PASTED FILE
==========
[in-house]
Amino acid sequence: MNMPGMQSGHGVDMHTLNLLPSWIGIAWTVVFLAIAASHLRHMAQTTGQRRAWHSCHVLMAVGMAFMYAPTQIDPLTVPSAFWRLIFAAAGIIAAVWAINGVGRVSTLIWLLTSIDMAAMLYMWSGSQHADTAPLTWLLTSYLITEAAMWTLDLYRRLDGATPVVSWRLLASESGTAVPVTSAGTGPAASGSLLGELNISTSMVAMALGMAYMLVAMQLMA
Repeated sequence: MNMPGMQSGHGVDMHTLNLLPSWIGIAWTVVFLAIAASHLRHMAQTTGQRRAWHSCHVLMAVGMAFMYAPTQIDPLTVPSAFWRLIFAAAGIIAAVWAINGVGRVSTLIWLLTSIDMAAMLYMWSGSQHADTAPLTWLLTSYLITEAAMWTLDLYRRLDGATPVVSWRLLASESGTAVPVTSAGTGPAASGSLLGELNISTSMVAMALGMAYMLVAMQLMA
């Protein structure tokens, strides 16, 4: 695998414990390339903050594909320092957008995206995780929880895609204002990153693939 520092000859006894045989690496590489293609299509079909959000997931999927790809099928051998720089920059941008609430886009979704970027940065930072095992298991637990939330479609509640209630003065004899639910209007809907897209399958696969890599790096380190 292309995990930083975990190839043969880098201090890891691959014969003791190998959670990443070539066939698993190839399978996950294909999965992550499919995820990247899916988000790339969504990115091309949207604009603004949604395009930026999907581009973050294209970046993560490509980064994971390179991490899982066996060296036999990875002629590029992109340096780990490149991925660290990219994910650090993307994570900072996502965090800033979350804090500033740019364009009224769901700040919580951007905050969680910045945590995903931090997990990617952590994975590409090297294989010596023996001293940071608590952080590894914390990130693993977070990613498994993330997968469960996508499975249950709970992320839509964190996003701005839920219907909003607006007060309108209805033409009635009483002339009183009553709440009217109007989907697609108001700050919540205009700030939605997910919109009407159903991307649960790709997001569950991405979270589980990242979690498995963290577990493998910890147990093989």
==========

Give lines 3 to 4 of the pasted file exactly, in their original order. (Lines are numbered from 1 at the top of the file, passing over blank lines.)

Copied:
Repeated sequence: MNMPGMQSGHGVDMHTLNLLPSWIGIAWTVVFLAIAASHLRHMAQTTGQRRAWHSCHVLMAVGMAFMYAPTQIDPLTVPSAFWRLIFAAAGIIAAVWAINGVGRVSTLIWLLTSIDMAAMLYMWSGSQHADTAPLTWLLTSYLITEAAMWTLDLYRRLDGATPVVSWRLLASESGTAVPVTSAGTGPAASGSLLGELNISTSMVAMALGMAYMLVAMQLMA
């Protein structure tokens, strides 16, 4: 695998414990390339903050594909320092957008995206995780929880895609204002990153693939 520092000859006894045989690496590489293609299509079909959000997931999927790809099928051998720089920059941008609430886009979704970027940065930072095992298991637990939330479609509640209630003065004899639910209007809907897209399958696969890599790096380190 292309995990930083975990190839043969880098201090890891691959014969003791190998959670990443070539066939698993190839399978996950294909999965992550499919995820990247899916988000790339969504990115091309949207604009603004949604395009930026999907581009973050294209970046993560490509980064994971390179991490899982066996060296036999990875002629590029992109340096780990490149991925660290990219994910650090993307994570900072996502965090800033979350804090500033740019364009009224769901700040919580951007905050969680910045945590995903931090997990990617952590994975590409090297294989010596023996001293940071608590952080590894914390990130693993977070990613498994993330997968469960996508499975249950709970992320839509964190996003701005839920219907909003607006007060309108209805033409009635009483002339009183009553709440009217109007989907697609108001700050919540205009700030939605997910919109009407159903991307649960790709997001569950991405979270589980990242979690498995963290577990493998910890147990093989």